“The Patriarchy” is not a thing

Jun 28 JDN 2459030

It’s really mainly a coincidence that I am writing this post on Father’s Day; working at home and almost never going out due to the pandemic, I have become unmoored from the normal passage of time. It’s a wonder I can remember it’s Sunday. But it is at least a bit ironic, since the word “patriarchy” comes from the Latin word pater meaning “father”.

A great deal of feminist discourse references “The Patriarchy”: Examples are included as links in this sentence from a variety of different sources.

This is a problem, because “The Patriarchy” plainly does not exist.

Am I saying that patriarchy doesn’t exist? Of course not. Patriarchy plainly exists. What I’m saying is that there is no one single source “The Patriarchy“.

China and Japan are both extremely patriarchial societies. They have fought wars with one another dozens of times. Saudi Arabia and Iran are both extremely patriarchal. They hate each other and have likewise fought numerous wars.

Indeed, nearly every human society is to some degree patriarchal; and yet, somehow we seem to be in conflict with one another quite frequently. If patriarchy all stemmed from some common source “The Patriarchy”, such a result would be baffling: If we’re all following the same ruler, how can we fight each other so much? Whoever is running this conspiracy is doing a really awful job!

Yes, there are common elements between the various forms of patriarchy in different societies—otherwise, we wouldn’t recognize them all as patriarchy. But there are also substantial differences. Nearly all societies regulate how women must dress, but precisely what women are expected to wear varies a great deal. Nearly all societies put more men in positions of power than women, but the degree to which this is true runs a wide gamut.

Patriarchy is like authoritarianism, or fanaticism, or corruption; yes, obviously authoritarianism, fanaticism, and corruption exist, and are important forces in the world. But there are no such things as “The Authoritarianism”, “The Fanaticism”, or “The Corruption”. There is no single unified source of these things. Indeed, authoritarians are often at each other’s throats, fanatics fight with other fanatics all the time, and those who are corrupt have no qualms about exploiting others who are corrupt.

Is this important? Perhaps it’s just a provocative turn of phrase, and I’m being overly pedantic.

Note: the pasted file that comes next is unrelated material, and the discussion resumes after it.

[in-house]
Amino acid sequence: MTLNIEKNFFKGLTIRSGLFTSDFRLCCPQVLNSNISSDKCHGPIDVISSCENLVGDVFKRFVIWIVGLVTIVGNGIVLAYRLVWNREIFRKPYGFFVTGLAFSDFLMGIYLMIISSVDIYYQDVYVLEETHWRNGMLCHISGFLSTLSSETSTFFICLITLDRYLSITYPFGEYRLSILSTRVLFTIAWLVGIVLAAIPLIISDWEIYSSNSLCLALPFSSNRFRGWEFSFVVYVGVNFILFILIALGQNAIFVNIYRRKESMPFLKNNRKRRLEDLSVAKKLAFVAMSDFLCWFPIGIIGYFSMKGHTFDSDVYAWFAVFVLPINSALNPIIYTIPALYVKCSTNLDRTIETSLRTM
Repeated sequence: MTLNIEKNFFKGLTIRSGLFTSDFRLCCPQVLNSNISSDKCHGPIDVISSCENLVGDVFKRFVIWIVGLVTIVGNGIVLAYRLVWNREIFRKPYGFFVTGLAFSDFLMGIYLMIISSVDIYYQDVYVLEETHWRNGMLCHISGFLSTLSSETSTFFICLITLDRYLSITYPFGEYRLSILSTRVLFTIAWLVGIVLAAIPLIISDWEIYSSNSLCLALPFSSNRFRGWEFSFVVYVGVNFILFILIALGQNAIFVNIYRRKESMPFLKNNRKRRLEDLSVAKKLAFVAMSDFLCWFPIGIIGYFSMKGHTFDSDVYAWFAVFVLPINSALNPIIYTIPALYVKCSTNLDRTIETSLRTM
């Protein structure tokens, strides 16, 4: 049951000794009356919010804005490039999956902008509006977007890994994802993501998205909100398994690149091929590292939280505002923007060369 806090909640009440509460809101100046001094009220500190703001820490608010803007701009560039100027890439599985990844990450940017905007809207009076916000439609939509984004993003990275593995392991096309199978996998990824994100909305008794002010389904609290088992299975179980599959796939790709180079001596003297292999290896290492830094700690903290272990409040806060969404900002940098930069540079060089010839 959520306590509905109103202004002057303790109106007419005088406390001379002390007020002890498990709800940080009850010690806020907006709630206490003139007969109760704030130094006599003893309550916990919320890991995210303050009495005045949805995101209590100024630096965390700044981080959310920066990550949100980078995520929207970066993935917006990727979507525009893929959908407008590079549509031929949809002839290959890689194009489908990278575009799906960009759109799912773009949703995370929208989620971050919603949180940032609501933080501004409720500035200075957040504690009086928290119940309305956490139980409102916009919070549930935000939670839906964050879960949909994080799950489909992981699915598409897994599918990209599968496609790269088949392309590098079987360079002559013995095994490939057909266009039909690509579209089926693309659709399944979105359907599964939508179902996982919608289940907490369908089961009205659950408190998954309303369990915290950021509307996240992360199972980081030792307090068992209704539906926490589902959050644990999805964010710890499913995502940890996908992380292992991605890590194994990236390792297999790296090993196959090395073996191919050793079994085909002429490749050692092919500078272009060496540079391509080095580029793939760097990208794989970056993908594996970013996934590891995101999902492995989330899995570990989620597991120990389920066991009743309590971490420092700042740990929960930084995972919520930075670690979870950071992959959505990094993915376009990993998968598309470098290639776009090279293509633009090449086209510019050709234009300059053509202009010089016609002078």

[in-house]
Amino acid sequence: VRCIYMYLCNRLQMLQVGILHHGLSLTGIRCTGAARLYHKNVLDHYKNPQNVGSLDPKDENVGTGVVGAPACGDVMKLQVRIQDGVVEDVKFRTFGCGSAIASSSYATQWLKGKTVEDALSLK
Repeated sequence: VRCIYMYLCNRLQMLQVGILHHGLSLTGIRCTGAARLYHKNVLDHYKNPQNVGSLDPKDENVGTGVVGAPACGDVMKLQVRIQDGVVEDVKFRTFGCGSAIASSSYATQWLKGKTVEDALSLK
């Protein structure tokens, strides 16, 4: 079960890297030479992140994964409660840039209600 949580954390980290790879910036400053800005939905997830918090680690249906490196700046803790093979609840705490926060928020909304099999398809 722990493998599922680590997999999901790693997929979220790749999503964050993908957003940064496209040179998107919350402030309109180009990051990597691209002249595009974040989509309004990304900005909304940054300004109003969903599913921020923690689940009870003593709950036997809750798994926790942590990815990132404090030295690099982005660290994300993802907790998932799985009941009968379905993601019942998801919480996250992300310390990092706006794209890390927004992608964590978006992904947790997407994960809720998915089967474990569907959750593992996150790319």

But I do think it’s important, for the following reasons.

Many feminists who use the phrase “The Patriarchy” really do seem to think that all patriarchial ideas, beliefs, norms, attitudes, and behaviors stem from some common root, as the following quotes attest:

Only “patriarchy” seems to capture the peculiar elusiveness of gendered power – the idea that it does not reside in any one site or institution, but seems spread throughout the world. Only “patriarchy” seems to express that it is felt in the way individual examples of gender inequality interact, reinforcing each other to create entire edifices of oppression.

~Charlotte Higgins, The Guardian

I’m not angry because I hate men. I’m not even angry at men. I’m angry at the system that, for the lack of a better term, most people refer to as the patriarchy.

~Anne Theriaut, The Good Men Project

Remember in “Terminator 2” how the bad terminator kept getting smashed and shattered and ripped apart, but it didn’t matter? He just kept re-emerging, rising from the ashes, as an unstoppable force. Now imagine that terminator is a vessel to keep power, wealth and status in the hands of men — that’s the patriarchy. It can feel indestructible, coming back ever stronger despite seemingly endless efforts to smash it.

~Maya Salam, The New York Times

If you imagine that there is such a thing as “The Patriarchy”, it gives you the sense that you have just one enemy to fight. It makes the world simple and comprehensible. There’s a lot of psychological appeal in that kind of worldview. But it also makes you miss a great deal of the real complexity and nuance in the world. You have reified the concept.

Such a simplistic worldview might motivate you to fight harder against patriarchy, which would be a good thing. But then again, it could actually sap your motivation, by making it seem like you have a single implacable enemy that controls the entire world and has throughout history. If there is such a thing as “The Patriarchy”, then its power must be tremendous; perhaps we have weakened its hold upon the world, but could we ever hope to completely defeat it? (I made a similar point in an old post about how acknowledging progress is vital in order to make more progress.)

Moreover, thinking that all patriarchy stems from the same source could cause you to misdiagnose problems and fail to notice solutions that would otherwise be readily available. If you go around thinking that any disparity between how men and women are treated must be the result of some global phenomenon called “The Patriarchy”, you may not think to try simple fixes like blinded auditions or revising or eliminating student evaluations. You may assume that sexism is around ever corner when often the real causes are nepotism and network effects.

Slate Star Codex made a similar point about racism in an excellent post called “Murderism”. If your view of the world is that all bad things (or even all bad things in a broad class like “racism” or “sexism”) must stem from the same source, you will be unable to analyze the real nuances of what causes problems and thus be powerless to fix them.

Yes, of course patriarchy exists; and it’s important. But it comes in many different kinds, and many difference degrees, and policies that amelioriate it in some contexts may be ineffective—or even counterproductive—in others. This is why I say that it’s dangerous to use a phrase like “The Patriarchy”—for patriarchy isn’t a thing, it’s many things.